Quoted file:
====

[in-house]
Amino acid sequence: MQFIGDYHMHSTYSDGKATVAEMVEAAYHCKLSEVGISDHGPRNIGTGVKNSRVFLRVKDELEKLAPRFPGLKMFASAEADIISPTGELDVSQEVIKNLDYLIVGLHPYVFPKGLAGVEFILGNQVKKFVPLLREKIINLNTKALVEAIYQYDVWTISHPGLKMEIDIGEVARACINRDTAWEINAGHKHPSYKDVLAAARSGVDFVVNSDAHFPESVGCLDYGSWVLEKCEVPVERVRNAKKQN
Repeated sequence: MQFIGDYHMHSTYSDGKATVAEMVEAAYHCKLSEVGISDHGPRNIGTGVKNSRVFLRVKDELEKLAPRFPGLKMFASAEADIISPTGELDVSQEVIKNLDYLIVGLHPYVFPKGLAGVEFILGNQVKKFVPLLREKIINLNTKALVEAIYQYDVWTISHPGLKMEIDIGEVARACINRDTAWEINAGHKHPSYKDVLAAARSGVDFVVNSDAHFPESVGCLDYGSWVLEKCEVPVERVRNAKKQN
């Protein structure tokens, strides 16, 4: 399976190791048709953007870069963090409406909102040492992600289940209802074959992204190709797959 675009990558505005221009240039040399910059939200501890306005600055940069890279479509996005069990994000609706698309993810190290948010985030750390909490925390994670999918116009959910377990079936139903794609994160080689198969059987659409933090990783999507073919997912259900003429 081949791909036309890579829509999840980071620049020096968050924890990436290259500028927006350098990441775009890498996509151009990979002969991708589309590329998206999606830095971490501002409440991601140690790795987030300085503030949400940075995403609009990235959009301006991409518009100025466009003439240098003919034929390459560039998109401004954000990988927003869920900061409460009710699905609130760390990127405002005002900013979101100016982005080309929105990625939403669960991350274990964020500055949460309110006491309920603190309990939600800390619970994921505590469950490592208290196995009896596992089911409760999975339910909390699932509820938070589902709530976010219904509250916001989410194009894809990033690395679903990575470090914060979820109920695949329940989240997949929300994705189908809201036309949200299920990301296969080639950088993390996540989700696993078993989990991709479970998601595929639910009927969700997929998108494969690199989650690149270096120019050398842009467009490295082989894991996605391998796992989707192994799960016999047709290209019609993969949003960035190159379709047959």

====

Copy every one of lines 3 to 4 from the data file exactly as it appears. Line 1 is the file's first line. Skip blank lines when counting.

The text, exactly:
Repeated sequence: MQFIGDYHMHSTYSDGKATVAEMVEAAYHCKLSEVGISDHGPRNIGTGVKNSRVFLRVKDELEKLAPRFPGLKMFASAEADIISPTGELDVSQEVIKNLDYLIVGLHPYVFPKGLAGVEFILGNQVKKFVPLLREKIINLNTKALVEAIYQYDVWTISHPGLKMEIDIGEVARACINRDTAWEINAGHKHPSYKDVLAAARSGVDFVVNSDAHFPESVGCLDYGSWVLEKCEVPVERVRNAKKQN
């Protein structure tokens, strides 16, 4: 399976190791048709953007870069963090409406909102040492992600289940209802074959992204190709797959 675009990558505005221009240039040399910059939200501890306005600055940069890279479509996005069990994000609706698309993810190290948010985030750390909490925390994670999918116009959910377990079936139903794609994160080689198969059987659409933090990783999507073919997912259900003429 081949791909036309890579829509999840980071620049020096968050924890990436290259500028927006350098990441775009890498996509151009990979002969991708589309590329998206999606830095971490501002409440991601140690790795987030300085503030949400940075995403609009990235959009301006991409518009100025466009003439240098003919034929390459560039998109401004954000990988927003869920900061409460009710699905609130760390990127405002005002900013979101100016982005080309929105990625939403669960991350274990964020500055949460309110006491309920603190309990939600800390619970994921505590469950490592208290196995009896596992089911409760999975339910909390699932509820938070589902709530976010219904509250916001989410194009894809990033690395679903990575470090914060979820109920695949329940989240997949929300994705189908809201036309949200299920990301296969080639950088993390996540989700696993078993989990991709479970998601595929639910009927969700997929998108494969690199989650690149270096120019050398842009467009490295082989894991996605391998796992989707192994799960016999047709290209019609993969949003960035190159379709047959």